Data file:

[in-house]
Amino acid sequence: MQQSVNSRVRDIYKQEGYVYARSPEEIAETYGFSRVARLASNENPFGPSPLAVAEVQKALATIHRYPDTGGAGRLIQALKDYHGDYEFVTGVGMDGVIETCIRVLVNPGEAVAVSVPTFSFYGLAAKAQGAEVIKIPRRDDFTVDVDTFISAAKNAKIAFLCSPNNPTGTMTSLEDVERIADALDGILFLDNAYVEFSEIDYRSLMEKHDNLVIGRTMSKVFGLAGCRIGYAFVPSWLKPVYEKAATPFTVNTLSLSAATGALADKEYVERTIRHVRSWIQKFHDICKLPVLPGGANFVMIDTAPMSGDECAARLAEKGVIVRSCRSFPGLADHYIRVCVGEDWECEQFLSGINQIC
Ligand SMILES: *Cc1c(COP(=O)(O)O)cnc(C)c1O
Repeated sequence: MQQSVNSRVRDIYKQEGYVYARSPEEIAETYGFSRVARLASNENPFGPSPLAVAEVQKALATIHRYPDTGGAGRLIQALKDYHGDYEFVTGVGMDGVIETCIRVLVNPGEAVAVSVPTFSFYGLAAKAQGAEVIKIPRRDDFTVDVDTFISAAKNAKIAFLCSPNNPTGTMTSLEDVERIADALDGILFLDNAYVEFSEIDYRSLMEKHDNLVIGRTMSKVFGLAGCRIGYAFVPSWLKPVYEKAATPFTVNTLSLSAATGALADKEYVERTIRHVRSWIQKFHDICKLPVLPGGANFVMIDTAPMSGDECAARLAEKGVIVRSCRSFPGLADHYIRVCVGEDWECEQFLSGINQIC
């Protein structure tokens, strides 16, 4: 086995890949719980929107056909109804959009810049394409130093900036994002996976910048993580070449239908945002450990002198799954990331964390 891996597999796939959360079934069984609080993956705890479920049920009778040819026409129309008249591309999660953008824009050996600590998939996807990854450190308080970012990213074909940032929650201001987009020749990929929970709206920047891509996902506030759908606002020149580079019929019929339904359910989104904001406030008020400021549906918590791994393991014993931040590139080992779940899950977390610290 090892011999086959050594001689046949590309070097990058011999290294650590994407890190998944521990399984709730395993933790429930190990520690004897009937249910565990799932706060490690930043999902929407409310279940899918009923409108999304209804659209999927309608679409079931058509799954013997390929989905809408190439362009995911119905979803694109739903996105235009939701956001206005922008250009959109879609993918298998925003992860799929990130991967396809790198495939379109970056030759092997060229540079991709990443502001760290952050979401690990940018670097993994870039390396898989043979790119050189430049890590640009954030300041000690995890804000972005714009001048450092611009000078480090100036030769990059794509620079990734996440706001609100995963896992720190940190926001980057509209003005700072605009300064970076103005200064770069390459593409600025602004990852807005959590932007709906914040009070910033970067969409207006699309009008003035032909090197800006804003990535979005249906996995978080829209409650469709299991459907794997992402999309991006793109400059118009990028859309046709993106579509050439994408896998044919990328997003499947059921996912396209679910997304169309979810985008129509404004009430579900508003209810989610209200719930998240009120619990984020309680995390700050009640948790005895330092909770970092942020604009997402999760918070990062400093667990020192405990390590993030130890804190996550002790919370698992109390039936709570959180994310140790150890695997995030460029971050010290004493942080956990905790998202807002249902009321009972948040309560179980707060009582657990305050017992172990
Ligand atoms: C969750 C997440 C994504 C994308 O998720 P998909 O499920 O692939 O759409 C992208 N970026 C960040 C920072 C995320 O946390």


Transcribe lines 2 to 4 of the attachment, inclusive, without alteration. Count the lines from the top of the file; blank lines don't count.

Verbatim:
Amino acid sequence: MQQSVNSRVRDIYKQEGYVYARSPEEIAETYGFSRVARLASNENPFGPSPLAVAEVQKALATIHRYPDTGGAGRLIQALKDYHGDYEFVTGVGMDGVIETCIRVLVNPGEAVAVSVPTFSFYGLAAKAQGAEVIKIPRRDDFTVDVDTFISAAKNAKIAFLCSPNNPTGTMTSLEDVERIADALDGILFLDNAYVEFSEIDYRSLMEKHDNLVIGRTMSKVFGLAGCRIGYAFVPSWLKPVYEKAATPFTVNTLSLSAATGALADKEYVERTIRHVRSWIQKFHDICKLPVLPGGANFVMIDTAPMSGDECAARLAEKGVIVRSCRSFPGLADHYIRVCVGEDWECEQFLSGINQIC
Ligand SMILES: *Cc1c(COP(=O)(O)O)cnc(C)c1O
Repeated sequence: MQQSVNSRVRDIYKQEGYVYARSPEEIAETYGFSRVARLASNENPFGPSPLAVAEVQKALATIHRYPDTGGAGRLIQALKDYHGDYEFVTGVGMDGVIETCIRVLVNPGEAVAVSVPTFSFYGLAAKAQGAEVIKIPRRDDFTVDVDTFISAAKNAKIAFLCSPNNPTGTMTSLEDVERIADALDGILFLDNAYVEFSEIDYRSLMEKHDNLVIGRTMSKVFGLAGCRIGYAFVPSWLKPVYEKAATPFTVNTLSLSAATGALADKEYVERTIRHVRSWIQKFHDICKLPVLPGGANFVMIDTAPMSGDECAARLAEKGVIVRSCRSFPGLADHYIRVCVGEDWECEQFLSGINQIC